Interview with London-based South Asian poet Shareefa Energy
Our Editor caught up with Shareefa Energy, a London-based South Asian poet. The up-and coming orator goes from strength to strength, winning awards, working with BBC 1 on her Grenfell poetry, and publishing her debut collection this winter.
Q: So after winning the UK Entertainment Best Poet Award in 2017, and performing at festivals this summer, you’re about to publish your debut novel Galaxy Walk with Burning Eye Books- Now that you’re getting involved with the press, have you noticed any difficulty changing from performance poetry to the page?
A: It’s been a learning curve, because I write as an orator. It’s been challenging at times, because I might deliver with a rhythm that I’m used to, and my friends have to remind me, Shareefa you’re not going to be in someone’s living room when they’re reading this, you need to change it. So I was like okay cool- at times you have to compromise, you have to think about the reader, and about how they’re going to receive it, rather than how you always recite.
At the same time, I’ve retained the messages and the authenticity. I’ve tried to be true to myself as well, and not just feel like I need to adhere to this white middle class way of writing poetry. I feel like as a South Asian woman from a migrant family living in England, there’s ways that we talk that carry through to my writing. I want people to hear that.
Q: Absolutely. I saw that you did a lot of work for Grenfell following the fire? Researching an article on British rap, I read that Big Zuu called the people’s response to Grenfell “better than the government’s”. What’s your take on the relationship between art and activism?
A: I think it’s important because you’re reaching a different audience- you’re connecting with people. The role of the artist and the writer is to connect to people’s hearts. Sometimes people just read and scroll past, but if they hear the emotion in your voice, and the passion, sometimes it gets through to people who might not usually empathise. It might help someone see from a different perspective. The role of rappers, creatives, and artists who’ve got involved with Grenfell is important, from Stormzy, to Lowkey, to people like Big Zuu. It’s very important, and as a poet, my voice can add to that.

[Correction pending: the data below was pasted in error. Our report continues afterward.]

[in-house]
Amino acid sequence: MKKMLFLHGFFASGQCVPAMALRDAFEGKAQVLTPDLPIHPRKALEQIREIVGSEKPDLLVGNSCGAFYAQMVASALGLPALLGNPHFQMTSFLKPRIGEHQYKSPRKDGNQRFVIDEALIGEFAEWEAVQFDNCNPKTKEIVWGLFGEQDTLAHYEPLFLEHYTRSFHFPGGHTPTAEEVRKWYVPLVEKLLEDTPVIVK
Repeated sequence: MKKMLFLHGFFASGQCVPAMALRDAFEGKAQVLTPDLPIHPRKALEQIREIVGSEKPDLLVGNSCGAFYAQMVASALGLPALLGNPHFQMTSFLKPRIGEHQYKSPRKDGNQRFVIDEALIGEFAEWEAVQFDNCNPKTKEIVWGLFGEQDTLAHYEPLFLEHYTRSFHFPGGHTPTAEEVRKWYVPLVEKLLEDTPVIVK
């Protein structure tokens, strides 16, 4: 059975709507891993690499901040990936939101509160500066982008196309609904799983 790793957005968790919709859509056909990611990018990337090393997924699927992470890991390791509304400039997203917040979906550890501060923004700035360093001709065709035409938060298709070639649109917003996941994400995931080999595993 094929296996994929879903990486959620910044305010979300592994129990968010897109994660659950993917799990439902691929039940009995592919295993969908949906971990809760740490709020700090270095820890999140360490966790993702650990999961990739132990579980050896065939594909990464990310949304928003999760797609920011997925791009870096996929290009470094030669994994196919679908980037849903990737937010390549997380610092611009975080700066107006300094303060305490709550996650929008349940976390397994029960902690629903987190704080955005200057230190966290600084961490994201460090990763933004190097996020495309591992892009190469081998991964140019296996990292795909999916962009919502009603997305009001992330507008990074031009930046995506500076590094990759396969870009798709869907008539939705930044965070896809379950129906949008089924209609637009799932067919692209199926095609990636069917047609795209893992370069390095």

Q: There’s a line in your One Show interview that really stuck out to me: when you said: ‘they don’t see the tower every day like we do’. I thought that in the same way the poetry could remind people, and keep people switched on to issues, even if they don’t see them first-hand.
A: Definitely- it’s a way to make things more visual for people that aren’t connected. Like, for a lot of people, Grenfell is just a headline. But people are impacted by it to this day, like the families, survivors, the community, and they can’t get away from it. You need to be reminded of them, because tomorrow everyone might be talking about something else, and they get left behind. Poetry is a way to keep people informed, so they understand that it’s a long-term campaign that needs long-term support. It’s how we, as artists, use our voices to support it.
Q: And it’s similar with your poem Balance for Better, for International Women’s day? There was a line about how Women of Colour make safe spaces, and I guess poetry can help?
A: As a poet who’s part of The Yoniverse, collective of South Asian female poets, that’s the reason why our collective was ever created: for other South Asian females who might feel unsafe. It’s for them to feel represented- it’s about finding somewhere to feel comfortable. Youth clubs are there for people to feel comfortable, and to speak on issues safely, maybe domestic violence at home. They can talk with people and form a community. Being an artist is like being a youth worker sometimes, just that you can reach more people and include more people.
Q: That’s part of the reason why I thought it would be great for you come down to Exeter this December, because the Uni doesn’t have a great history with representation and marginalisation: it hosted Katie Hopkins last year and will be hosting other right wing figures this Fresher’s Week. There’s that side to the University, but also the Creative Writing Society and the Afro-Caribbean society hosted a Women of Colour poetry night with great success. I guess poetry is important in spaces where people don’t feel represented?
A: Especially with spoken word- it gives a platform to a lot of people from ethnic minority communities to come and step forward, and think “here’s a safe space for us, we’re allowed to be orators and speak on issues that’s affecting us,” you know? Whether it’s about challenging white privilege working in an office or whatever, it’s about having a space where someone can say “you know what? This is what I’ve gone through today, and I’m taking off my coat and talking at this venue and performing, speaking my experiences into a microphone”. For a lot of people, it’s very therapeutic. It’s a place where you can challenge institutions and break barriers, from the education system to the publishing world.